The governor was speaking to publishers and reporters with the Georgia Press Association during Publishers Day at the Capitol. He made the announcement as part of his appeal to the group to remain flexible to proposals to limit public access to information about industrial prospects until they have made the decision to come to Georgia.
He compared the current prospect to Kia Motors Co., the Korean automaker that built a plant in West Point that employs 3,000 and has a dozen suppliers in the state with a comparable number of workers.
The governor’s spokesman said he didn’t have information about either the type of industry or the part of the state being considered.
“The state of Georgia is in the final stages of negotiating what will, hopefully, be the largest new-business opportunity for the state of Georgia since Kia,” Deal said. “At the same time, we’re having our biggest competitor file open-records requests in order to determine what Georgia’s offer is going to be.”
While Deal is negotiating with the industrial prospect, his staff is negotiating with the Press Association on legislation introduced last year by Sen. Jeff Mullis, R-Chickamauga. The bill would exempt documents about offers of tax breaks, worker training and other freebies offered by the state until after the prospective company publicly announces its intention to locate in Georgia or not. The publishers want the information made available to the public 10 days before the formal announcement so members of the public can gauge the impact on them.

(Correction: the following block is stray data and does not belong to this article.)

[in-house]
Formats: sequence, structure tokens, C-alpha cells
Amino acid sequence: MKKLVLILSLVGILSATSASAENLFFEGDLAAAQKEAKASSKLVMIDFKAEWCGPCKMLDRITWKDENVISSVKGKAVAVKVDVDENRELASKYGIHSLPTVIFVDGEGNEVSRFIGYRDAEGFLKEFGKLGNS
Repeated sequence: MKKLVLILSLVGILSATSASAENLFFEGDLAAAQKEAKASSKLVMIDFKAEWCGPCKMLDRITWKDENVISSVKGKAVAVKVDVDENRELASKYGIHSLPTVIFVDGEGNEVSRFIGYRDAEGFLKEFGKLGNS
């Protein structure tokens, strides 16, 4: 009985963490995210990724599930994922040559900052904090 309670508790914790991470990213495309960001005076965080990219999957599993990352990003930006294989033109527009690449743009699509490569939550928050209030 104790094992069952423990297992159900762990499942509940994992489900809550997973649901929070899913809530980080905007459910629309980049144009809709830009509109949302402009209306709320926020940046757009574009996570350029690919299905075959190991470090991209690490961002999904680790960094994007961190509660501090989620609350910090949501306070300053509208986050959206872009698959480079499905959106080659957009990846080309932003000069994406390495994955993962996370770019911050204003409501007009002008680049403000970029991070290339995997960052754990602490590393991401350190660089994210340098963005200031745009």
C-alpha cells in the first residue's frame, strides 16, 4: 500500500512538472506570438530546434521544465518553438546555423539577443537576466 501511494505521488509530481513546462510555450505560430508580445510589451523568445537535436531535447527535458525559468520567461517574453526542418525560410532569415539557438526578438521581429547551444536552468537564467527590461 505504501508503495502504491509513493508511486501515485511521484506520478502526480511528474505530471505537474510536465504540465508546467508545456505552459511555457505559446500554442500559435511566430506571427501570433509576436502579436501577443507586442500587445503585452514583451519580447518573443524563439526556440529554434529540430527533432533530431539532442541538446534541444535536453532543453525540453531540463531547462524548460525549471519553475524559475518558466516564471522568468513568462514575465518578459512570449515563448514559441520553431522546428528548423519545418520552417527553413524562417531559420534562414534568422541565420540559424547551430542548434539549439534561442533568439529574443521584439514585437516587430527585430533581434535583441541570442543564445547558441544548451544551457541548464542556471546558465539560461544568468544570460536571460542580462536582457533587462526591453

The governor argues that other states don’t have similar laws requiring most documents -- including internal files, letters and emails -- to be available to the public upon request. He likened trying to negotiate under such a system to playing cards.
“When your competitor knows what cards you’re holding and you don’t know what cards they’re holding, this is a very competitive game,” he said.
Otis Rayburn, publisher of the Rome News-Tribune and president of the Press Association, said most publishers aren’t interested in spoiling the state’s chances of attracting new employers since newspapers need a strong economy, too. And he said instances are rare in which media outlets use the state’s Open Records Act to gain sensitive information during negotiations.
“I think we’re open to a compromise,” he said.